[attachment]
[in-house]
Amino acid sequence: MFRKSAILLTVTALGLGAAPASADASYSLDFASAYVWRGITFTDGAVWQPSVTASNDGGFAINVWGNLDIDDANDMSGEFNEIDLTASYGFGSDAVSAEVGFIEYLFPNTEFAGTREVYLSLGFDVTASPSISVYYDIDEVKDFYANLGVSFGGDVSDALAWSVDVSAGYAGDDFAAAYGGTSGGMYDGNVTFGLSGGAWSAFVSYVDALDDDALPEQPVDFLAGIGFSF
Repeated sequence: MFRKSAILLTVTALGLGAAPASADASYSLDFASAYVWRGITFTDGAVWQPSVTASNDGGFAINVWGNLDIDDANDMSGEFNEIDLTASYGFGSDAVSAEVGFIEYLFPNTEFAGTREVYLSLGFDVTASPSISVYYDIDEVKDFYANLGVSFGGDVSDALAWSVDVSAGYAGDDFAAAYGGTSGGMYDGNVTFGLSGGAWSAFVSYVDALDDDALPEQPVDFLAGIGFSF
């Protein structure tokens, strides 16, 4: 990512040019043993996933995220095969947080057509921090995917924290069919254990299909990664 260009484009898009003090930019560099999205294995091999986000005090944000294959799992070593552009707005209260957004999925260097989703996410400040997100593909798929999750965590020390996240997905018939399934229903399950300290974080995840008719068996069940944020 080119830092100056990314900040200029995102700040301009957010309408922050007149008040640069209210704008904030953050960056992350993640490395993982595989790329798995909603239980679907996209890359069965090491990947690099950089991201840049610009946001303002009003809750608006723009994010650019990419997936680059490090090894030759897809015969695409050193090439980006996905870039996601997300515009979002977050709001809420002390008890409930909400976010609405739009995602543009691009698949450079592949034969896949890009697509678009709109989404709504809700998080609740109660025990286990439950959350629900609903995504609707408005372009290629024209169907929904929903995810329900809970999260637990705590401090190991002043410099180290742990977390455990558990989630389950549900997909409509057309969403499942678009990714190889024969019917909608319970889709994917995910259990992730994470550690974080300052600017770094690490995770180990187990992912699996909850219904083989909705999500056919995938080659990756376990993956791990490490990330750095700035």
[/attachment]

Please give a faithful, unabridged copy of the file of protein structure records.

[in-house]
Amino acid sequence: MFRKSAILLTVTALGLGAAPASADASYSLDFASAYVWRGITFTDGAVWQPSVTASNDGGFAINVWGNLDIDDANDMSGEFNEIDLTASYGFGSDAVSAEVGFIEYLFPNTEFAGTREVYLSLGFDVTASPSISVYYDIDEVKDFYANLGVSFGGDVSDALAWSVDVSAGYAGDDFAAAYGGTSGGMYDGNVTFGLSGGAWSAFVSYVDALDDDALPEQPVDFLAGIGFSF
Repeated sequence: MFRKSAILLTVTALGLGAAPASADASYSLDFASAYVWRGITFTDGAVWQPSVTASNDGGFAINVWGNLDIDDANDMSGEFNEIDLTASYGFGSDAVSAEVGFIEYLFPNTEFAGTREVYLSLGFDVTASPSISVYYDIDEVKDFYANLGVSFGGDVSDALAWSVDVSAGYAGDDFAAAYGGTSGGMYDGNVTFGLSGGAWSAFVSYVDALDDDALPEQPVDFLAGIGFSF
């Protein structure tokens, strides 16, 4: 990512040019043993996933995220095969947080057509921090995917924290069919254990299909990664 260009484009898009003090930019560099999205294995091999986000005090944000294959799992070593552009707005209260957004999925260097989703996410400040997100593909798929999750965590020390996240997905018939399934229903399950300290974080995840008719068996069940944020 080119830092100056990314900040200029995102700040301009957010309408922050007149008040640069209210704008904030953050960056992350993640490395993982595989790329798995909603239980679907996209890359069965090491990947690099950089991201840049610009946001303002009003809750608006723009994010650019990419997936680059490090090894030759897809015969695409050193090439980006996905870039996601997300515009979002977050709001809420002390008890409930909400976010609405739009995602543009691009698949450079592949034969896949890009697509678009709109989404709504809700998080609740109660025990286990439950959350629900609903995504609707408005372009290629024209169907929904929903995810329900809970999260637990705590401090190991002043410099180290742990977390455990558990989630389950549900997909409509057309969403499942678009990714190889024969019917909608319970889709994917995910259990992730994470550690974080300052600017770094690490995770180990187990992912699996909850219904083989909705999500056919995938080659990756376990993956791990490490990330750095700035």